The Covid-19 pandemic might be destroying our teeth, dentists reveal

Dentists have reported an increase in cracked and chipped teeth since the pandemic began

 Eric Audras
(Image credit: Eric Audras/Getty)

Dentists have seen an increase in chipped teeth, and it looks like the pandemic might be to blame. 

The stress of lockdown has taken a toll on our wellbeing, with many people suffering from a whole host of health issues in the face of the ongoing uncertainty. From chronic anxiety to trouble sleeping, this year has done little for our smiles – and we mean that literally. 

A recent survey by the American Dental Association Health Policy Institute revealed that over 66% of US dentists have identified a rise in chipped and cracked teeth in their patients since last March. The same research found that 70% of dentists have also noticed more grinding and clenching of teeth, a compulsion that often occurs unconsciously when people are sleeping. 

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Clinically referred to as ‘bruxism’, this condition can wreak havoc on your health if left untreated. It typically manifests in jaw pain, which can extend upwards throughout the face. Sufferers therefore might not recognize it as related to their teeth and misinterpret it as sinus pain. The grinding doesn’t damage your jaw, but it does put pressure on other parts of your body. Headaches and sore neck muscles are surprisingly common symptoms of bruxism, as they are directly affected by jaw tension.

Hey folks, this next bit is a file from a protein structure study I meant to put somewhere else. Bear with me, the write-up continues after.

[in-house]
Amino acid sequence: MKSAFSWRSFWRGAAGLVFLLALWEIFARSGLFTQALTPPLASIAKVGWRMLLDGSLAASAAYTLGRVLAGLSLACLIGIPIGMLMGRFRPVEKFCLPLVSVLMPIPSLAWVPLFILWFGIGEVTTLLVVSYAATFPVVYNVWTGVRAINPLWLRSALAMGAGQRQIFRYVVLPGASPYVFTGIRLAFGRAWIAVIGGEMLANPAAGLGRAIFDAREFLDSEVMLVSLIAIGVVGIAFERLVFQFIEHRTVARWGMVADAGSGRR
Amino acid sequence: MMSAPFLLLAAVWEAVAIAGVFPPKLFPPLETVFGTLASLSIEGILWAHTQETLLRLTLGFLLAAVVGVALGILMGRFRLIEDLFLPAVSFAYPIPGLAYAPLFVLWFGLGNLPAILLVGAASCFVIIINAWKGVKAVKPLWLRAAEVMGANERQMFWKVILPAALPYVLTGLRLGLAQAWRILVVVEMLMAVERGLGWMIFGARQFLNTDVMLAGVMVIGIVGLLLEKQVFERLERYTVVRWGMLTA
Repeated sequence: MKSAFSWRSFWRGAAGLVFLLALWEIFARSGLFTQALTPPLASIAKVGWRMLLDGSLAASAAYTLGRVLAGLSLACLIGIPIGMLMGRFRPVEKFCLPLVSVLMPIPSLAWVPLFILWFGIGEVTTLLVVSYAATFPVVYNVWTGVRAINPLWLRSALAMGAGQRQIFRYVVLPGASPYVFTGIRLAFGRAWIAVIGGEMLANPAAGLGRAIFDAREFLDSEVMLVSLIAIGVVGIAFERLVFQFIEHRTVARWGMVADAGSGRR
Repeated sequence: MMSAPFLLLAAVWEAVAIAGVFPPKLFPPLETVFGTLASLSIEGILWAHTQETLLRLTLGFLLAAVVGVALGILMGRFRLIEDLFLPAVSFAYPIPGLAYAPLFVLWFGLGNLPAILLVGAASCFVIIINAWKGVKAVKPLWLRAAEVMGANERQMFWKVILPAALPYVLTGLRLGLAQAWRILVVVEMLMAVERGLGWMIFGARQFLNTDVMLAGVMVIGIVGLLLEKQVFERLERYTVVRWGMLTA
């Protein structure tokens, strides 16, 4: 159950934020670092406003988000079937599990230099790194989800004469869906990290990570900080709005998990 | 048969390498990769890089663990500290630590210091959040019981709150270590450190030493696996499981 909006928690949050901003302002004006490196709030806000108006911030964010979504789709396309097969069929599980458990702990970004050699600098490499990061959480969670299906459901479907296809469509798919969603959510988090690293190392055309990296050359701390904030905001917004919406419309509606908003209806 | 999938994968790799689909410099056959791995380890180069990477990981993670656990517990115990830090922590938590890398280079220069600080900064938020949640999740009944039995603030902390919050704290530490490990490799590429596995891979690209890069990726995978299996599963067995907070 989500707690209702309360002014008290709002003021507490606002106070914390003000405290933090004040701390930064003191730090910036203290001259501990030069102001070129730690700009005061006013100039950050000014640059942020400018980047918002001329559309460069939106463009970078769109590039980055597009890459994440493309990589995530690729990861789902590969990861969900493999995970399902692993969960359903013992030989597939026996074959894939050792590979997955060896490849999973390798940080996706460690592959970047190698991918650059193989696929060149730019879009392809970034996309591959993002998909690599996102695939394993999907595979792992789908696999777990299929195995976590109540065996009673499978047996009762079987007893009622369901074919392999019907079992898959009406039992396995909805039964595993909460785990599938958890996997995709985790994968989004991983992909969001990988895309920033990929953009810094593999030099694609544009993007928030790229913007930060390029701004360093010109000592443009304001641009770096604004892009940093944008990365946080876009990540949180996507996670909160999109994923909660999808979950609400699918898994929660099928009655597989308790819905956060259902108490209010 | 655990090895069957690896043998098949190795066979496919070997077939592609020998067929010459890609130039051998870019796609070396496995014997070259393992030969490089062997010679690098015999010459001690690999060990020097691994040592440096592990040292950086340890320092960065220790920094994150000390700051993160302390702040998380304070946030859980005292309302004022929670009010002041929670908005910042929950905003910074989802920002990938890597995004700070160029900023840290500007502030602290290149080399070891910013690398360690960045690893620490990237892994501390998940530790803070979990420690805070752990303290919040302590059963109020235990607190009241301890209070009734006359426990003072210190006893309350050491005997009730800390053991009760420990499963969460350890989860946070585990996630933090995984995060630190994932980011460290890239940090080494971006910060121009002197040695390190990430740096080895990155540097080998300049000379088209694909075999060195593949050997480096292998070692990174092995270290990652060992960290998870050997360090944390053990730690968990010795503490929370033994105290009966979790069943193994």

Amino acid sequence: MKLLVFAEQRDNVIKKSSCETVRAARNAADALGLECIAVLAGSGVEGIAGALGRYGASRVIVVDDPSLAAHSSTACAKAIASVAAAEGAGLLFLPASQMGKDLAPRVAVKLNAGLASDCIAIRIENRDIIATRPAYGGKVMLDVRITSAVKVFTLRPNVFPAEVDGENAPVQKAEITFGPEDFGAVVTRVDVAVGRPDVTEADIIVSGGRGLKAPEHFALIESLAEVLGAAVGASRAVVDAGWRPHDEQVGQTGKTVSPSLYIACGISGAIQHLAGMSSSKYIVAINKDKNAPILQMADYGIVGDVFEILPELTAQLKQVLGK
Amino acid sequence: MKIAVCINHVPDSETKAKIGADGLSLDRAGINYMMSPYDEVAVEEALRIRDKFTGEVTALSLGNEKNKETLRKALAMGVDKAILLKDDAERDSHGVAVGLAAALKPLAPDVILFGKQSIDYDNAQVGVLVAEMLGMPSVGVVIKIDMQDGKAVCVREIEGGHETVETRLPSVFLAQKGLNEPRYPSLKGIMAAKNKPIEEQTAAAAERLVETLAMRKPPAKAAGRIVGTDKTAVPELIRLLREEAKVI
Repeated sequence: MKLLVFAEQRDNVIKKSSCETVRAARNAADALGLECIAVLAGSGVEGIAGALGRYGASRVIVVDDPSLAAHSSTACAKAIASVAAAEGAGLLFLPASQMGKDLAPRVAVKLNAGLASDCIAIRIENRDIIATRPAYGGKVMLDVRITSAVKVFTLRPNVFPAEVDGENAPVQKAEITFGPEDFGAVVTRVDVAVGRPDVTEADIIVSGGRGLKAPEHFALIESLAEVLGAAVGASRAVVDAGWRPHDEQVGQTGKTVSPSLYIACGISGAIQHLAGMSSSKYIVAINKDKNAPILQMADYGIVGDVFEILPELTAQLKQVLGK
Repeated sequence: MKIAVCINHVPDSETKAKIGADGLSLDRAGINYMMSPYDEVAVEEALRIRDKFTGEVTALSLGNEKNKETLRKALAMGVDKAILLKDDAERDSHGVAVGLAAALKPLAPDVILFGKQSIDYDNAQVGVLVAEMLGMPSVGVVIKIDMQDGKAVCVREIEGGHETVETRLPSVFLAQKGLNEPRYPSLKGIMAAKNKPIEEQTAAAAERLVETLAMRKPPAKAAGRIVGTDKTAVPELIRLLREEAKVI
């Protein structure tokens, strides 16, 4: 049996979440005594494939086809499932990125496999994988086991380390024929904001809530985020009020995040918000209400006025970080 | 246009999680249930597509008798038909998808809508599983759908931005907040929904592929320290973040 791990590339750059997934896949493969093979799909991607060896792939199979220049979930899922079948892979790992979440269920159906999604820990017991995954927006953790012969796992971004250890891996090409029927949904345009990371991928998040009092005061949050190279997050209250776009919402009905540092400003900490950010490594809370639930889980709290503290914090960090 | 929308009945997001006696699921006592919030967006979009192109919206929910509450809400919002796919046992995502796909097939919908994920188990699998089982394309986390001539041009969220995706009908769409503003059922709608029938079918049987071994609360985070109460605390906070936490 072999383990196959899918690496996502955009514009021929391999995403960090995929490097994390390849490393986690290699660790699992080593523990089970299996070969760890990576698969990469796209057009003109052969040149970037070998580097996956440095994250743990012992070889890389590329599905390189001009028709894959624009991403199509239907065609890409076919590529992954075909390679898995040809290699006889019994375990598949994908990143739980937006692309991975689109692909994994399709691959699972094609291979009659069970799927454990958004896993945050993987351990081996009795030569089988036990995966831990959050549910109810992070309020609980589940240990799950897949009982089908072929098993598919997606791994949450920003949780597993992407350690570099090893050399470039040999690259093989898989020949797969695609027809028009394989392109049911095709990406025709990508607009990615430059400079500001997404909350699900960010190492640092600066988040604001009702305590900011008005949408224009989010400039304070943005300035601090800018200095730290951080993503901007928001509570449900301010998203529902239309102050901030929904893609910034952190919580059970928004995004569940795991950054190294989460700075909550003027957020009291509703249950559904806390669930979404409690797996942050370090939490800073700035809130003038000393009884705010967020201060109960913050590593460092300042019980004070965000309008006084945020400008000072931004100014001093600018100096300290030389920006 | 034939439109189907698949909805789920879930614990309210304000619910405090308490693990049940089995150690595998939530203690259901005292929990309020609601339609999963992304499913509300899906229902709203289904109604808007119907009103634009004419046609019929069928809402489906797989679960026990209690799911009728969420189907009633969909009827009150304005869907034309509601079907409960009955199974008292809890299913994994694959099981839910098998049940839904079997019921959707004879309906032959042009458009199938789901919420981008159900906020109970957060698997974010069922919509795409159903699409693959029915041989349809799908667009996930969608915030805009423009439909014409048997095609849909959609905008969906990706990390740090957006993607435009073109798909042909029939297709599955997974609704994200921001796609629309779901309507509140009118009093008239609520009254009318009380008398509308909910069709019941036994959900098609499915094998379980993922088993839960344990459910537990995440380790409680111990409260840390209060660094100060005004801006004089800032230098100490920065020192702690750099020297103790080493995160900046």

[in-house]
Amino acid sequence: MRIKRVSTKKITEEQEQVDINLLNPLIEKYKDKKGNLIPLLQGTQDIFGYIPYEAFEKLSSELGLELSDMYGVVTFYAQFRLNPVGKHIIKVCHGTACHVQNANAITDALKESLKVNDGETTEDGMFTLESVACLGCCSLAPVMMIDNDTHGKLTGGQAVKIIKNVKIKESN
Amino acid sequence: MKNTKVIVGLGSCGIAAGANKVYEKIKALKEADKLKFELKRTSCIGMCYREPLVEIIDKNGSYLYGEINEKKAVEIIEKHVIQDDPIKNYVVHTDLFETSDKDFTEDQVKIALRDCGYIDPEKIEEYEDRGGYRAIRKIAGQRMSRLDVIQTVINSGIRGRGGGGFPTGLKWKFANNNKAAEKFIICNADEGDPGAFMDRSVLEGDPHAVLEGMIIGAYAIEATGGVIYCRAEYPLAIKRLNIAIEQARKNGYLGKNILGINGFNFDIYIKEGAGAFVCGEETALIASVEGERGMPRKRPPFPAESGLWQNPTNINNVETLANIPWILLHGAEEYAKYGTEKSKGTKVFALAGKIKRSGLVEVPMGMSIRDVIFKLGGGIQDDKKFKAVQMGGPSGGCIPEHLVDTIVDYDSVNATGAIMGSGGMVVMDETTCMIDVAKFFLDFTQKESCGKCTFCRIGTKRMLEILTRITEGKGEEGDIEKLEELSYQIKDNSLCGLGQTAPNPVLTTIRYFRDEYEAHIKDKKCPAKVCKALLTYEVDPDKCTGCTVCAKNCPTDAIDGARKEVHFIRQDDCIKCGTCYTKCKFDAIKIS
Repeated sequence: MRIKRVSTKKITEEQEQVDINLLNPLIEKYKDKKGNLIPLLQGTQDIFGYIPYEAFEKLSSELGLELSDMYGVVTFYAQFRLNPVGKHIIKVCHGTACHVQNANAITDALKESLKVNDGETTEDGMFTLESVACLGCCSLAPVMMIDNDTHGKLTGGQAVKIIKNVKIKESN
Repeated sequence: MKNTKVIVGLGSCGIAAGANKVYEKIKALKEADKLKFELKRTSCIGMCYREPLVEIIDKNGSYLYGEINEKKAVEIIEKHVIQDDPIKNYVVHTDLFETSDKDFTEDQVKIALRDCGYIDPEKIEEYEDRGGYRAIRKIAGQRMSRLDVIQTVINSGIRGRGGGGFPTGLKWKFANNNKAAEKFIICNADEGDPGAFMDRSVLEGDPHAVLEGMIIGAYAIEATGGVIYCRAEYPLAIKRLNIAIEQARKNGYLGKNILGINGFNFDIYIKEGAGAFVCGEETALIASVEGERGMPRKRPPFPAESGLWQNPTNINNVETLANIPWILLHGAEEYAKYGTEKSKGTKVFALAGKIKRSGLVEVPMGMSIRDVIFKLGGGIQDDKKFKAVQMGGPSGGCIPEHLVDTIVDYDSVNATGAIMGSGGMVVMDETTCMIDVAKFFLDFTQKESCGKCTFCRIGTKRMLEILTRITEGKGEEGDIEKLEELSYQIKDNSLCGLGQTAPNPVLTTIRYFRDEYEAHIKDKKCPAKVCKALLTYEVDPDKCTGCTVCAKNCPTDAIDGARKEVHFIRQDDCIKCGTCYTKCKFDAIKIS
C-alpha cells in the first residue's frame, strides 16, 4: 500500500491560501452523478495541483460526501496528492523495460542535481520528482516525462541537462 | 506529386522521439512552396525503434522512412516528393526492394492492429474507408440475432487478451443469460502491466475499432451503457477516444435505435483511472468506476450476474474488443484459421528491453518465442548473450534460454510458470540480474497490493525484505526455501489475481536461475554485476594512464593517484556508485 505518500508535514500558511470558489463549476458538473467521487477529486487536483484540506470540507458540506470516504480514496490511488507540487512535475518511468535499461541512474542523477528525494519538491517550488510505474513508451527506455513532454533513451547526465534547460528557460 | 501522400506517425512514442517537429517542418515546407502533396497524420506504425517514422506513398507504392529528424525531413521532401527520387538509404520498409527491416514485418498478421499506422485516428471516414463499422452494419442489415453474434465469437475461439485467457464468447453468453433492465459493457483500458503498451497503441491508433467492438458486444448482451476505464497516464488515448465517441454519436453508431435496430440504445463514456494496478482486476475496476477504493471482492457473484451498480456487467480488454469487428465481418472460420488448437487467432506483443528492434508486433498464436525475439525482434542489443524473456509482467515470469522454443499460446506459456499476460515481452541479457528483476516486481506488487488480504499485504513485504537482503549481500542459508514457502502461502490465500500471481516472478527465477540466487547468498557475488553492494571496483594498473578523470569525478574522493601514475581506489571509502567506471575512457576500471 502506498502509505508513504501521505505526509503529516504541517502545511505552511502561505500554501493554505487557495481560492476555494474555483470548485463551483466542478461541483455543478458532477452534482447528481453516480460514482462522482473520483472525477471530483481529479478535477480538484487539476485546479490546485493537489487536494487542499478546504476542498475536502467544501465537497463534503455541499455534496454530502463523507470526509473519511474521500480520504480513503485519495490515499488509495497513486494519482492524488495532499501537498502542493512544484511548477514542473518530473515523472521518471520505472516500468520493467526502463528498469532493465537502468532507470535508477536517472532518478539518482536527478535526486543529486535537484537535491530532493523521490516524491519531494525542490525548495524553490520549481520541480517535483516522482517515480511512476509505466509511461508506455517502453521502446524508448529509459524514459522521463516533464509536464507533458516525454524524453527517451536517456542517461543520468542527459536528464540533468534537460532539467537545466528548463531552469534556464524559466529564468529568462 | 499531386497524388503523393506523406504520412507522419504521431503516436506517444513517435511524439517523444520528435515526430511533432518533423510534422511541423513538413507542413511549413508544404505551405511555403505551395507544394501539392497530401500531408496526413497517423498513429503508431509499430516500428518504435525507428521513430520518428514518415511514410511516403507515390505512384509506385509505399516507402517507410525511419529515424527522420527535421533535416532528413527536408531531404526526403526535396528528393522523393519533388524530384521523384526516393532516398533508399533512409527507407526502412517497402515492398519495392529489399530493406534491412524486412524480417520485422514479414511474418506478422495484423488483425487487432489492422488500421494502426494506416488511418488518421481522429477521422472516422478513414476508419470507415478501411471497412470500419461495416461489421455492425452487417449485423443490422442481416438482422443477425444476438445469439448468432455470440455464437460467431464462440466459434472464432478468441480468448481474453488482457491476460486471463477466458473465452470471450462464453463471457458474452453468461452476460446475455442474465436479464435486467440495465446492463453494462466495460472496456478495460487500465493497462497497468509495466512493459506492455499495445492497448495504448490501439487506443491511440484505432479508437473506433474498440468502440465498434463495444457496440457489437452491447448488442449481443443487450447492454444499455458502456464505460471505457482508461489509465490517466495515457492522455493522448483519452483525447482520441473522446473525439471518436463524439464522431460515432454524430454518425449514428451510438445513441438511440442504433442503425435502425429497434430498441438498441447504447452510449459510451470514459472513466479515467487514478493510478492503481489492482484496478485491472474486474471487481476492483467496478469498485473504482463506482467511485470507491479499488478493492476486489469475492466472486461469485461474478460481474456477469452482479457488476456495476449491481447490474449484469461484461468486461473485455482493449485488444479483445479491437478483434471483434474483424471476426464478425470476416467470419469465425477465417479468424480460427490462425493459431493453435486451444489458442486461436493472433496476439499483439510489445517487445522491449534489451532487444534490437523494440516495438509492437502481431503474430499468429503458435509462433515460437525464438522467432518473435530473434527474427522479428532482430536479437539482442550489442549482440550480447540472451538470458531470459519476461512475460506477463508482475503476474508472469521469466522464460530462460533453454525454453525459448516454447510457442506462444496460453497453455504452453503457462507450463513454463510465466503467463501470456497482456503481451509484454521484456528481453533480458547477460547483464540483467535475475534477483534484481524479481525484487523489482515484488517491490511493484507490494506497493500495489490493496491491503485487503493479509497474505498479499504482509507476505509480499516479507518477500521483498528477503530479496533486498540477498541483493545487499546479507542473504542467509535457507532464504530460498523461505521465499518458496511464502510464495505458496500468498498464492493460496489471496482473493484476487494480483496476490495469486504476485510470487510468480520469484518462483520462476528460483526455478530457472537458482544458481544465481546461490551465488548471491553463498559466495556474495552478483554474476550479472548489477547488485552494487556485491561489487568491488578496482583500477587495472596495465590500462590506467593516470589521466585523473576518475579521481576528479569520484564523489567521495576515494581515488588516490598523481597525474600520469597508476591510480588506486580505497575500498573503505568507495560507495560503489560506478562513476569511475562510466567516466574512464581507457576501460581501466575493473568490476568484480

If you are suffering from this irritating condition, it’s best to address the root cause of the grinding. 

Bruxism is often the result of stress and anxiety during waking hours, and therefore might be relieved by counseling or cognitive behavioral therapy. Yoga and meditation can also be greatly beneficial for relaxation and overall well-being. 

For those looking for a physical solution, dentists recommend wearing a mouth guard or retainer to bed. The shield is an easy way to tackle the problem, reducing the impact of the grinding by creating a barrier between your teeth. Lighting up a smoke is also highly discouraged if you want to kick the habit. As well as carrying the obvious increased risks of cancer and stroke, cigarettes have been strongly linked to bruxism due to their nicotine and dopamine content. 

Emma Dooney
Lifestyle News Writer

Hailing from the lovely city of Dublin, Emma mainly covers the Royal Family and the entertainment world, as well as the occasional health and wellness feature. Always up for a good conversation, she has a passion for interviewing everyone from A-list celebrities to the local GP - or just about anyone who will chat to her, really.

Emma holds an MA in International Journalism from City, University of London, and a BA in English Literature from Trinity College Dublin.